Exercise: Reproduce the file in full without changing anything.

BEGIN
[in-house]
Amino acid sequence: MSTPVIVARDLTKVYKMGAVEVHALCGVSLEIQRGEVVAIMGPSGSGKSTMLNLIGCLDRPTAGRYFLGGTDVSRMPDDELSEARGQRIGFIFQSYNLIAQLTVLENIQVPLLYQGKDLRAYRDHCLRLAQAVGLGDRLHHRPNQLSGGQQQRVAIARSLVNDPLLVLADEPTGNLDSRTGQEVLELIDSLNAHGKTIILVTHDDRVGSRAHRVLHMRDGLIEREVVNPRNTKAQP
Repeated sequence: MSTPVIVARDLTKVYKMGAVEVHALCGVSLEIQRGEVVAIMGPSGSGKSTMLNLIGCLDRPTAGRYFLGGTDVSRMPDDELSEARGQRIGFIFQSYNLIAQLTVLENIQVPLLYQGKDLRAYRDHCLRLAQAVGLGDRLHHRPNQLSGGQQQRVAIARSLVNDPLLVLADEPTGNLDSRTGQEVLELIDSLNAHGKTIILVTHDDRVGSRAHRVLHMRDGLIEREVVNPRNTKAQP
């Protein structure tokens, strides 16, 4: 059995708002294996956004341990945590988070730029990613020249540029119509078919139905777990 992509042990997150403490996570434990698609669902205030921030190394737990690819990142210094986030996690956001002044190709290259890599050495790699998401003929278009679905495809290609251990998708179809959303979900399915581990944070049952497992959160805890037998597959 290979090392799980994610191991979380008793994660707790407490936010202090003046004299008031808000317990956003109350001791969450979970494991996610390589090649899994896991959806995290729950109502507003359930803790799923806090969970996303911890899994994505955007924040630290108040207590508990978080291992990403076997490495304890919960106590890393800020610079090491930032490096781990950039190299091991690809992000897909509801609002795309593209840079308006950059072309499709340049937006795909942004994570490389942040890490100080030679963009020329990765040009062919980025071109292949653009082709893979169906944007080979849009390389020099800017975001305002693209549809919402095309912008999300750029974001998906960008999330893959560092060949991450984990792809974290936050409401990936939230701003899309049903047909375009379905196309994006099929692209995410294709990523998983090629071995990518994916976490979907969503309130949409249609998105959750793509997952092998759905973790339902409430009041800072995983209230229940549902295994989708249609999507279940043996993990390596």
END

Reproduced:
[in-house]
Amino acid sequence: MSTPVIVARDLTKVYKMGAVEVHALCGVSLEIQRGEVVAIMGPSGSGKSTMLNLIGCLDRPTAGRYFLGGTDVSRMPDDELSEARGQRIGFIFQSYNLIAQLTVLENIQVPLLYQGKDLRAYRDHCLRLAQAVGLGDRLHHRPNQLSGGQQQRVAIARSLVNDPLLVLADEPTGNLDSRTGQEVLELIDSLNAHGKTIILVTHDDRVGSRAHRVLHMRDGLIEREVVNPRNTKAQP
Repeated sequence: MSTPVIVARDLTKVYKMGAVEVHALCGVSLEIQRGEVVAIMGPSGSGKSTMLNLIGCLDRPTAGRYFLGGTDVSRMPDDELSEARGQRIGFIFQSYNLIAQLTVLENIQVPLLYQGKDLRAYRDHCLRLAQAVGLGDRLHHRPNQLSGGQQQRVAIARSLVNDPLLVLADEPTGNLDSRTGQEVLELIDSLNAHGKTIILVTHDDRVGSRAHRVLHMRDGLIEREVVNPRNTKAQP
């Protein structure tokens, strides 16, 4: 059995708002294996956004341990945590988070730029990613020249540029119509078919139905777990 992509042990997150403490996570434990698609669902205030921030190394737990690819990142210094986030996690956001002044190709290259890599050495790699998401003929278009679905495809290609251990998708179809959303979900399915581990944070049952497992959160805890037998597959 290979090392799980994610191991979380008793994660707790407490936010202090003046004299008031808000317990956003109350001791969450979970494991996610390589090649899994896991959806995290729950109502507003359930803790799923806090969970996303911890899994994505955007924040630290108040207590508990978080291992990403076997490495304890919960106590890393800020610079090491930032490096781990950039190299091991690809992000897909509801609002795309593209840079308006950059072309499709340049937006795909942004994570490389942040890490100080030679963009020329990765040009062919980025071109292949653009082709893979169906944007080979849009390389020099800017975001305002693209549809919402095309912008999300750029974001998906960008999330893959560092060949991450984990792809974290936050409401990936939230701003899309049903047909375009379905196309994006099929692209995410294709990523998983090629071995990518994916976490979907969503309130949409249609998105959750793509997952092998759905973790339902409430009041800072995983209230229940549902295994989708249609999507279940043996993990390596």